The ment and impressing an audicharacter which Horace gives of ence.” Can it be doubted by a this mad warrior, Impiger, ir- grave and learned man especially, acundus, &c. though spirited, is whether action be allowable ? As very far short of what he might well might it be doubted, whethhave said in truth ; but it seems er a man should be suffered to even this is too much in the speak in public. The best methopinion of Dr. Blair, who has ed, undoubtedly, will be followed

um.

by those public speakers, who promote each other's happiness. endeavour to speak to purpose, As to their moral character, beand who use all the powers fore the fall, they truly and exact. which God has given them to ly resembled their Maker. It gain attention, and produce would have been well, if more useconviction. Much damage to ful knowledge, with respect to the the cause of religion has been first of mankind, had been collectdone by the opinion propagated ed and inserted in place of the fa. by some pious and well meaning bles of Rabbins,and Mabometans. divines, that there should be no In ADAM, MELCHIOR, is an action in the pulpit ; as though error of the press, which is mena dull, uniform manner of read- tioned not so much on account of ing sermons were the most effec- its importance, as that the Editual way of influencing men to tors, if they should see this reattend to their most important view, may be cautious of errors interests. The rule for public in quotations from the learned speakers, which embraces all oth- languages; this not being the first er rules, is “ Act as though you we have seen. Books in general were earnest in your business.' are very faulty in this respect. Adam, in Biography, is defi- Instead of Vitæ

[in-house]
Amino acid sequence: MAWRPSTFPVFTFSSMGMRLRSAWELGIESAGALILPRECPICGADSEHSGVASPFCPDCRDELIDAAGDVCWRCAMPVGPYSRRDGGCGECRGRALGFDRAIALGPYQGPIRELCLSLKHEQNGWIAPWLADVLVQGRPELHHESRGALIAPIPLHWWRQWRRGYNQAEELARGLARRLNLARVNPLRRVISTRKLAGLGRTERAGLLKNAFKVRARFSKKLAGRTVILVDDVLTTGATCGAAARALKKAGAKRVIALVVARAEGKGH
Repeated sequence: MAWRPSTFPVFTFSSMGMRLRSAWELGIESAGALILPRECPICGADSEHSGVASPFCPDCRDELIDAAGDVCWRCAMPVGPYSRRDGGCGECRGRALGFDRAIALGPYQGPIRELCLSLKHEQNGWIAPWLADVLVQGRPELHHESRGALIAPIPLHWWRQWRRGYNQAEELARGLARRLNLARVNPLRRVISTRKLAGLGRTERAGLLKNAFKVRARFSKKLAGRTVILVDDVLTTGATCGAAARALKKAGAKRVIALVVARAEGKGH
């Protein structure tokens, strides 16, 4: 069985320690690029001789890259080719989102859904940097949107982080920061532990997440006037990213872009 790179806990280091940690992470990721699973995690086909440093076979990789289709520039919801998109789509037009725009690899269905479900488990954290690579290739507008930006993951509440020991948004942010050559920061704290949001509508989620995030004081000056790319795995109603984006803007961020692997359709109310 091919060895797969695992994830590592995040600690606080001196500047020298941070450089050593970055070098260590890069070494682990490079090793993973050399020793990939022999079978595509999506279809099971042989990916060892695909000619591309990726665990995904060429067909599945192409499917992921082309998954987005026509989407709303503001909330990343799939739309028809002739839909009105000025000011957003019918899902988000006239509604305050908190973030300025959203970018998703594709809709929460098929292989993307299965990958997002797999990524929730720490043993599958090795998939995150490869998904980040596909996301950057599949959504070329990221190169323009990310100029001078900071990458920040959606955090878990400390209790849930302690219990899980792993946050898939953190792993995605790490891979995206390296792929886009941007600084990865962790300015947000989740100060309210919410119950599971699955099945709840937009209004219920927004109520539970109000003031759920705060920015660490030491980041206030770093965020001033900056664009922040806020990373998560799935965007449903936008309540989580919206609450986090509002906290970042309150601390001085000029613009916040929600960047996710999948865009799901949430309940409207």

Vitæ illustriorum cient in several important par- virorum, it should be illustriticulars. The reader ought to We ought in justice, how. be informed, what has generally ever, to say, that this work is been the opinion of divines, as to more free from errors of the the meaning of the threatening, press, than any similar one we In the day that thou eatest thereof have known. thou shall surely die, or, as it is in We are pleased to see that the Hebrew, dying thou shalt dic. revolutionary patriot, SAMUEL It is certainly important, that this Adams, introduced into this portion of scripture should be work. A person desirous of interpreted rightly. We are not obtaining a good knowledge of backward to express our convic American Biography will be sortion, that the denunciation im. ry however to find the article so plied death temporal and eternal short and imperfect. We unDying thou shalt die forever. derstand that voluminous and When the editors say, “there is valuable papers of Mr. Adams', a certain dignity of intellect, as which throw much light on the well as rectitude of will, that is history of the American Rev. probably implied in the expres-olution, are in possession of sions our image and our likeness," his heirs. We hope some pat. they do not sufficiently explain riotic and enterprising bookthe nature of that dignity and seller will cheerfully lend his rectitude, with which Adam was aid in their publication. The endued by his Creator. Our first American editors will contribute parents bore the moral image of much to the gratification of the God; it was impossible they public by paying peculiar attenshould bear any other image of tion to the Biography of our him. They were perfectly holy, eminent countrymen. Of these pure, and benevolent, and every there are many whose lives have way disposed to serve God, and never been written, except in a